The legend of the gunfighter and the west itself it question the form of travelling writer/biographer W.W. Beauchamp (Saul Rubinek) who arrives with English Bob (Richard Harris) one of the last great gunfighter’s who legend is bigger than himself. A status constructed by the writer and a lot of creative license to mythologize the untamed west, glorifying a man to become more than his actions. Creating a history that sells to the masses, attracting tourism and money. The very foundations of the genre, which can sometimes be based more on fact if in the right hands. Beauchamp spends most of his time discussing the events of English Bob’s gunfights with Daggett who puts the writers book to shame, the truth behind the legend which. The facts are sometimes harder to swallow than fictions. We discover that the man now in jail had only survived so long was down to pure luck Drawing your gun first was never a sure way to win a gunfight, it takes skill and thinking to win at a draw. Draw your gun first as your aim is not always right, giving the other a chance. Add to that the alcoholic element for Bob who is painted in a far darker insidious light, is more malicious in his killings. Not the brave man who saved the day, more of a lucky drunk who could’t stop shooting. The skill of the gunfighter in the pages of dime novels or the screen is a romanticised vision of an age of survival; kill or be killed.
This is also a macho trait which we find in the youngest of the two men in ride with Munny to avenge the prostitute. The ‘Schofield Kid’ (Jaimz Woolvett) creates his own legend, first recruiting Munny to join him on what could be an adventure, a quick job that itself had been blown out of proportion. Stating that he has killed 5 men before they start even begin, knowing his youth is holding him back to match Munny’s record which is never really totted up. A very masculine trait to “big” yourself up to look and feel better, reputation is a very important part of masculinity. This doesn’t wash with Munny who eventually joins up with on friend Ned Logan (Morgan Freeman) who then all join up. I can see even at the start, the subtle changes that were made between this and the Japanese remake to have its own identity, to not just be a scene for scene copy unlike I Died a Thousand Times (1955) which allows it to be the same in terms of structure whilst having its own identity, its own culture.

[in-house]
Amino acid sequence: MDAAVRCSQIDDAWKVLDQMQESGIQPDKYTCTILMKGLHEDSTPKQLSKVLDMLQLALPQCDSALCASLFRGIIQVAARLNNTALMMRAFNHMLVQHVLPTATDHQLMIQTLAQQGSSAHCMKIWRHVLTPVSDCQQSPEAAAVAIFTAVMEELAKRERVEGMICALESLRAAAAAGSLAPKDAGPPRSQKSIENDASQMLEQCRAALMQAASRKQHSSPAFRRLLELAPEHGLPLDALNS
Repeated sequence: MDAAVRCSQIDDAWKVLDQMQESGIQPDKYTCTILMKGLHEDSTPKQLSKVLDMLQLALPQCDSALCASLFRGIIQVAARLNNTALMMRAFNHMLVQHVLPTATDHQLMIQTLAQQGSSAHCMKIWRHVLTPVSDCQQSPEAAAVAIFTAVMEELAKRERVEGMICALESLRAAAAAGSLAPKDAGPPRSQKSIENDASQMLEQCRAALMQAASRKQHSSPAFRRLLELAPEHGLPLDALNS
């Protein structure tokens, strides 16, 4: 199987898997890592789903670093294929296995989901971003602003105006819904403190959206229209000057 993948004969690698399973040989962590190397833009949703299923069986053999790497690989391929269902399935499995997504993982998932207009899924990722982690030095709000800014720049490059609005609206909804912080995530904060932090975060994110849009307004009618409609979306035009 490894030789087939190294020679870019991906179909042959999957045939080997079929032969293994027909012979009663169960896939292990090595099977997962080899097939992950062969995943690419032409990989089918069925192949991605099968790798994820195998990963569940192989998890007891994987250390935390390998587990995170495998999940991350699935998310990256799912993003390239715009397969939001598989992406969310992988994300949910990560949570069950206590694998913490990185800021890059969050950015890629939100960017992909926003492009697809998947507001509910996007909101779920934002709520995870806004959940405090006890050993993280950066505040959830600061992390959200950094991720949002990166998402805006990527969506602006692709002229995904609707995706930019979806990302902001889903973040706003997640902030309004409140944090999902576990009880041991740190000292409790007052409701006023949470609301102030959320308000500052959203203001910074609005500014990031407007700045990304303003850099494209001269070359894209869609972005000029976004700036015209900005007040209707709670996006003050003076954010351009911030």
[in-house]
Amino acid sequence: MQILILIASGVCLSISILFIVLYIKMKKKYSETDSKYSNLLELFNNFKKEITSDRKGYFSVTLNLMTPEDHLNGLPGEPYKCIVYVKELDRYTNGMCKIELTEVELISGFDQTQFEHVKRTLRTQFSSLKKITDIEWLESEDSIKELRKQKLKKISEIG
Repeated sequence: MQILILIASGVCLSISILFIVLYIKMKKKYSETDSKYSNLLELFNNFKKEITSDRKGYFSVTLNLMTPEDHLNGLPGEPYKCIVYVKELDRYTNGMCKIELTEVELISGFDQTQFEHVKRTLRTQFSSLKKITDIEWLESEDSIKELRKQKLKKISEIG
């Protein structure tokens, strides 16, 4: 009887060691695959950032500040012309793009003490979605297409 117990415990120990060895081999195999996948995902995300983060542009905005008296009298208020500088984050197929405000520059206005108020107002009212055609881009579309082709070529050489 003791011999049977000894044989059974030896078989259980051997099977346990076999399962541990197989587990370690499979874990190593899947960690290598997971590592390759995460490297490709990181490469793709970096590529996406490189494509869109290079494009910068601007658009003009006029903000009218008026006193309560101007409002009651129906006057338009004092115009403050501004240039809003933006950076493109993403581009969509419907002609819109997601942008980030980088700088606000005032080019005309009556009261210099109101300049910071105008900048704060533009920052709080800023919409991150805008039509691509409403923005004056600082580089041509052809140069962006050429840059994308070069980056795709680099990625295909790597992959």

Both have these built-in myths of past fighters, with swords or guns who have had great battles which have been constructed around the events which were probably bloody and full of horror, alcohol, and fear. If you deconstruct both films down to their main points we have a male figure who has lead a violent life, which has a built in legend and reputation that others have built up and admired. Without the facts to hand we have no idea what really happened, the trauma, the horror, more importantly the shame they now carry with them. I remember from my first review a few years back of the Eastwood original I focused on how the violence in a man can be tamed or even suppressed, able to reform. Until it’s triggered we don’t know how dangerous we can still. Eastwood’s gunfighter will always be more terrifying cinematically, probably because I am a great western fan than of samurai which is almost equal in its horror of the slaughter of the men. The changing of the end is what I was most critical of, going for the sherif first was a wrong footing, the main villain is always killed last.
Whatever these two films are, they do carry on that great tradition of that American/Japanese cinematic relationship of informing each others story telling. Showing the western is not dead and both countries have very different but similar histories which at the heart of human. All cultures create legends out of historical figures from moments they would sooner forget.